The Astor Place Cube wakes on a cloudy, brisk Wednesday morning. It’s giddy as a schoolgirl on Sunday as it waits for the tents to be pitched, glue sticks to be uncapped, and cake to be cut. At least, there better be cake, it thinks to itself.
Today, November 1, is the 50th birthday of the Cube. “Over the hill” jokes are welcome considering Tony Rosenthal’s “Alamo” was meant to be temporary when it was first balanced on its base in the middle of an island on Astor Place. Six months after it was installed as part of a city-wide “Sculpture in Environment” project in 1967, the New York Times reported that the Cube would become a permanent installation after “neighbors petitioned” to keep it where it was. Since then, it has remained a symbol of the resiliency of New Yorkers.
At least, that’s what Leo thinks. As he sits at the craft table pasting pictures of New York on his very own paper replica of the cube, he says the Cube is a “jewel,” and quite possibly his favorite thing. “I always bring people to see it and spin it,” he says.
The party gets underway with a speaking program. As Jonathan Kuhn lauds the Cube’s longevity, a man walks up, clearly out-of-his-mind jazzed about the big day. He points to the sign and says, “50th Birthday! What am I supposed to do?! I can’t give it a hug!” He gives a half-hearted attempt and moves on.
The Cube is used to such displays of affection. Look it up on Yelp, where it has a 4.5-star rating, and you’ll find reviews like this one from Paul K. in Philadelphia: “Just how did I end up perched atop the cube at sunrise shouting ‘faster, faster’ as 3 strange girls run in tight circles to spin me? F@#%in’ Margaritas!” How, Paul? Just how?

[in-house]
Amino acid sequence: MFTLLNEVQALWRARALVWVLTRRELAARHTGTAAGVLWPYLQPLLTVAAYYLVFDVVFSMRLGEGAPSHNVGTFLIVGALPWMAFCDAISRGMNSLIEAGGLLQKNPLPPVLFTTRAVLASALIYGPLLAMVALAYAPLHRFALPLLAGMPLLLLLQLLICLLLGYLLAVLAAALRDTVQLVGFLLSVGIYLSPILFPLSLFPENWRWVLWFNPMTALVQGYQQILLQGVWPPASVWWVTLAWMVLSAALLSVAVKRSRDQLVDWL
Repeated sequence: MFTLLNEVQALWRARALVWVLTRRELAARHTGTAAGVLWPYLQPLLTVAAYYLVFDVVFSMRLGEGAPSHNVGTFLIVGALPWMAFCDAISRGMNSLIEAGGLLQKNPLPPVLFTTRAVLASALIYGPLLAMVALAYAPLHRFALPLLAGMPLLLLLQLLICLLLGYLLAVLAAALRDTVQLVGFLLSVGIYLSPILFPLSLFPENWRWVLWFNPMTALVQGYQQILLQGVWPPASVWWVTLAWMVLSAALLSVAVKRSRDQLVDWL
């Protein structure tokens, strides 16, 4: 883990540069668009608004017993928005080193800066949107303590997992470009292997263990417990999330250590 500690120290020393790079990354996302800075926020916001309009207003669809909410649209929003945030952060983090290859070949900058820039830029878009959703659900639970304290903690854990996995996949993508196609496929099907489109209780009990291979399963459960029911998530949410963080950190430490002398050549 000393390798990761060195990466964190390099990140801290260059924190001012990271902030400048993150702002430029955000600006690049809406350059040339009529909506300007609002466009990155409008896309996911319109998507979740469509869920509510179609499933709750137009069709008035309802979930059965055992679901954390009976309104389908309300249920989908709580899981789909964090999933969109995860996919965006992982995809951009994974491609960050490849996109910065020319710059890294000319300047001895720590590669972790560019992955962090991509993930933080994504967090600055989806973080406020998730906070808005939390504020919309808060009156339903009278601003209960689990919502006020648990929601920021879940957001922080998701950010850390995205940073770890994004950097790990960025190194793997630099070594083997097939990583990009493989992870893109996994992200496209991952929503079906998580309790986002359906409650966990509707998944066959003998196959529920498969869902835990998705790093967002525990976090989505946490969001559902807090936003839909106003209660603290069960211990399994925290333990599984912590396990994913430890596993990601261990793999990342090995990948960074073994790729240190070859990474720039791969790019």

“It’s a rite of passage for anyone who’s ever been drunk or high or went to NYU,” says Alex Roy, an NYU grad himself who started spinning in high school and has since achieved 100 spins.
Of course, the Cube has also served as an irresistible 3-D canvas for graffiti vandals, with the most recent tagging happening over the summer. Will Lewis of the Village Alliance, the community organization responsible for maintaining Astor Place and the Cube, says they find out pretty quickly when something happens overnight. Sanitation workers usually arrive at Astor Place around 7 a.m. to inspect and clean the damage. Someone’s gotta be there to wake it up.
“It’s painstaking work to repair it,” says Jonathan Kuhn, Director of Arts and Antiquities for the NYC Parks Department. “When Olek did her knitted thing, at least that didn’t actually damage the surface.” He’s referring, of course, to the time the Cube was yarn-bombed by street artist Olek in October 2011. Later that year, it was blanketed by Caltech pranksters. Both exhibits of vandalism were removed within hours, but New Yorkers will never tire of trying to keep the Cube snug.
State Senator Brad Hoylman prefers to blanket the Cube in praise. As the birthday festivities continue, he presents it with a proclamation declaring today Alamo Appreciation Day. He calls up someone from the Village Alliance to receive the award because “the Cube has no arms to accept it.” He gets major side eye from the Cube.
It’s now time for the part of the program where people attempt to spin the Cube for 50 minutes straight to raise money for the Go Project, an educational program that also turns 50 this year. As it gets started spinning, even the Cube has its doubts. Within minutes, someone is yelling, “Alright, I need somebody to take over.”
Simon Schwartz takes a minute to film himself breathing heavily after his turn is finally over. “It’s a lot lighter when you’re drunk,” he says.